Location is BeCides the Point
New England Cider Company, Wallingford
It’s amazing what one can find in faceless corrugated steel and cinder block rows of businesses on a road full of such things in Wallingford. Sure, you can find ambulance chasing law firms and restaurant supply stores and small engine repair shops, but none of those are life-changing.
New England Cider is life-changing.
Do I have your attention? Good… and now I can tell you that New England Cider isn’t really life-changing. I mean, come on, did you really believe that?
But NE Cider is absolutely eye-opening. At least for a curmudgeon like me.
I lived 2 drinking decades saying, “I don’t like hard cider.” My issue with it was always that it was far too sweet for my liking, and often tasted like apple juice left out on the counter for too long. It did nothing for me.
I started hearing rumblings about NE Cider even before they opened in late 2013. Stuff like how they were taking hard cider (the carbonated kind) in new, creative, and delicious directions. As Connecticut’s first operation of its kind – at least in the 21st century – they quickly got their cider on taps around the state. I was impressed by their acumen right off the bat.
Most interestingly, I started seeing their cider popping up at other beer breweries. Which I thought was pretty brilliant; all those spouses, significant others, and friends that get dragged to breweries who don’t like beer now had, perhaps, something to enjoy. I don’t remember which brewery was first to offer NE Cider, but hats off to them for doing so.
And hats off to NE Cider for making cider that isn’t just good – it’s fantastic. Their range of offerings is way, way larger than what you’d expect of a conventional cidery. And, just as importantly (to me anyway), they don’t seem too keen on making “wacky” cider with flavors that don’t make sense. But let’s back up for a minute… what is a New England style cider?
One never knows how apocryphal these colonial settler stories are, but I’ve got nothing else to go on. As the stories go, the early settlers had little potable water but plenty of apples. They supposedly decided that fermenting apples to create a low alcohol drink was the proper way to go. I’m sure this is somewhat true, but I’m also sure the colonialists knew that boiling water would help with their GI tracts.
They began adding sugars and yeast and New England cider was born. The New England Cider Company was born in 2013; the brainchild of Miguel Galarraga and Seth Hart. They followed the typical homebrewer-to-professional brewery path; making ciders in their garage in 2009 and making large batches for public purchase and consumption in 2013 and beyond. This, in the face of the beer brewing explosion. And now, a few years on since their opening, we’re having a tiny little cidery explosion in Connecticut too.
And why not? There are now 50 apple varieties available to us and as the creativity has exploded over in Beer World, we’re more accepting of creativity here in Cider World. NE Cider has dozens of options throughout the year. They include dry ciders which champagne yeast and a variety of dessert apples, resulting in a very dry and clean flavor.) Fresh blend cider, a type I don’t particularly care for as it blends fresh apple juice with cider for a sweeter product. Those are the two classes of cider everyone does. But NE Cider does a bit more…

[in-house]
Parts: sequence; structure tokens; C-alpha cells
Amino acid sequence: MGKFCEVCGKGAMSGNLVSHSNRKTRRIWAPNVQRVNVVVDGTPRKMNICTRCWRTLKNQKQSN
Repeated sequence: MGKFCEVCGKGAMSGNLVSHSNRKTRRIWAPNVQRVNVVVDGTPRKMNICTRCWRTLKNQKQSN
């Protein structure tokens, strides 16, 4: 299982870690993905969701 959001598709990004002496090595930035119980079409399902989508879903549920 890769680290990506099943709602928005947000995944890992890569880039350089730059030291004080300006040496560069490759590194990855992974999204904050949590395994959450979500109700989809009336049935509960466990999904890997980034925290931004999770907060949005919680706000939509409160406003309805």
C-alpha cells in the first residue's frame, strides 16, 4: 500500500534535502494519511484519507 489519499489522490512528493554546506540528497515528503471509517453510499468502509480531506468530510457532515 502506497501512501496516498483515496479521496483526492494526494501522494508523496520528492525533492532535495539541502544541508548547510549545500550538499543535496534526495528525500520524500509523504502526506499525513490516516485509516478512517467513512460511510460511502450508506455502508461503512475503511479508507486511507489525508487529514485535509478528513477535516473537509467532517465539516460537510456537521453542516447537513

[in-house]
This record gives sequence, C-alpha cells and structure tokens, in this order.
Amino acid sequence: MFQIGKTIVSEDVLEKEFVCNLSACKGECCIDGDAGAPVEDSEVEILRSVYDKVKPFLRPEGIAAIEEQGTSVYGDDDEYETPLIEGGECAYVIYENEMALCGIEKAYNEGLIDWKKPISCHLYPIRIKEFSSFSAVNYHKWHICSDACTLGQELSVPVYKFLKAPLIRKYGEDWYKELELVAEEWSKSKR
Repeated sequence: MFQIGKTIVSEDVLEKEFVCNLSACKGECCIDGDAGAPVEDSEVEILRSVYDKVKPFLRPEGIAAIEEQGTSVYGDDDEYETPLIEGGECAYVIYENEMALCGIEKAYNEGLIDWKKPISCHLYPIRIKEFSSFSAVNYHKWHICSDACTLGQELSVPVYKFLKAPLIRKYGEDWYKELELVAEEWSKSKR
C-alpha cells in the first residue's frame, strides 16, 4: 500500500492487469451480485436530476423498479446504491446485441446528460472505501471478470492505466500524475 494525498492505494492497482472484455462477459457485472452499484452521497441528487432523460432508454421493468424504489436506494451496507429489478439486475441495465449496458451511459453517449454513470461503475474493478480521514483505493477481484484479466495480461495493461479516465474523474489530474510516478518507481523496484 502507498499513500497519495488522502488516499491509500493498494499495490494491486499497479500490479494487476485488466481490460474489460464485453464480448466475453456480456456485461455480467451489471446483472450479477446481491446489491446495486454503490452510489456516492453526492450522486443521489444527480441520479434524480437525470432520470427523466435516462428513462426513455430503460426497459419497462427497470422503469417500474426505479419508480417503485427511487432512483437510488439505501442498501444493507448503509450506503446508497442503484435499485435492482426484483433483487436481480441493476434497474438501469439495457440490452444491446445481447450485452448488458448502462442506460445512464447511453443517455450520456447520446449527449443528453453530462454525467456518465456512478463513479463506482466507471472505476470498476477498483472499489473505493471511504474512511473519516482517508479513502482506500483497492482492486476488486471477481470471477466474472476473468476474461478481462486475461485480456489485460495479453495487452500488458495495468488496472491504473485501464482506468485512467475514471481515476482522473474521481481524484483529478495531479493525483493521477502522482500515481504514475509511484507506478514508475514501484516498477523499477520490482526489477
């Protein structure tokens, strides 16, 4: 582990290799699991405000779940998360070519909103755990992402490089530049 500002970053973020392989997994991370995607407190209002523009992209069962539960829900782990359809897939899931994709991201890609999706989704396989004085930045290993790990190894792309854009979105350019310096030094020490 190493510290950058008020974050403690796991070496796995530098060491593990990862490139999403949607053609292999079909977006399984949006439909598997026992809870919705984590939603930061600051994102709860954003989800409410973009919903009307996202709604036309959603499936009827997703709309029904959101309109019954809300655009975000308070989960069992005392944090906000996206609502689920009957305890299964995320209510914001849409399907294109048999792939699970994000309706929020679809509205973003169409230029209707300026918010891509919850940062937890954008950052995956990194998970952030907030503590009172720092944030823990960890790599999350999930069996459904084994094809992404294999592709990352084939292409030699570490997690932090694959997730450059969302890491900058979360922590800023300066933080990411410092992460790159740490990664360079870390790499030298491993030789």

They have fruited ciders, wherein they add various fruits and berries to the dry cider base. Strawberry, raspberry, blueberry, peach, black currant… again, not really my thing, but the black currant one I had wasn’t too bad. Then there are the hopped ciders which is a nod, of course, to the current beer crazy for hopped up ales. They had none available during my taproom visit, but I did have one elsewhere once that was sublime. I want to say it was hopped with Hallertau Blanc and it was delicious. Like a sauvignon blanc pale ale cider of sorts. I loved it.
NE Cider also has a barreling program, using spent whisky, rum, gin, etc. barrels. Oh, and if you need yet another beer parallel, they have a line of “single-apple ciders,” reminiscent of “single-hopped” beers. These guys are smart. By appealing to old school cider-heads, nu-skool cider fans, beer drinkers like me, wine drinkers, and heck, even gluten free people, NE Cider has a market, and they treat it well.
They also do herbal and spiced ciders, which can certainly prove interesting. I had a sumac cider and a spiced cider. They were my least two favorite offerings of the day, but I can certainly say they would be my wife’s favorite two. Which makes the world go round, right? And that’s what’s so cool about NE Cider; their panoply of styles and flavors almost ensures that anyone who visits will find something to their liking.
I love that NE Cider doesn’t have too many sweet offerings. The dry, subtle ciders are perfect to my mind. Their little tasting room in Wallingford is spartan and won’t win any interior design awards, but it does the job. The servers were attentive and informative and really, NE Cider thrives on tapline distribution – something breweries dream of.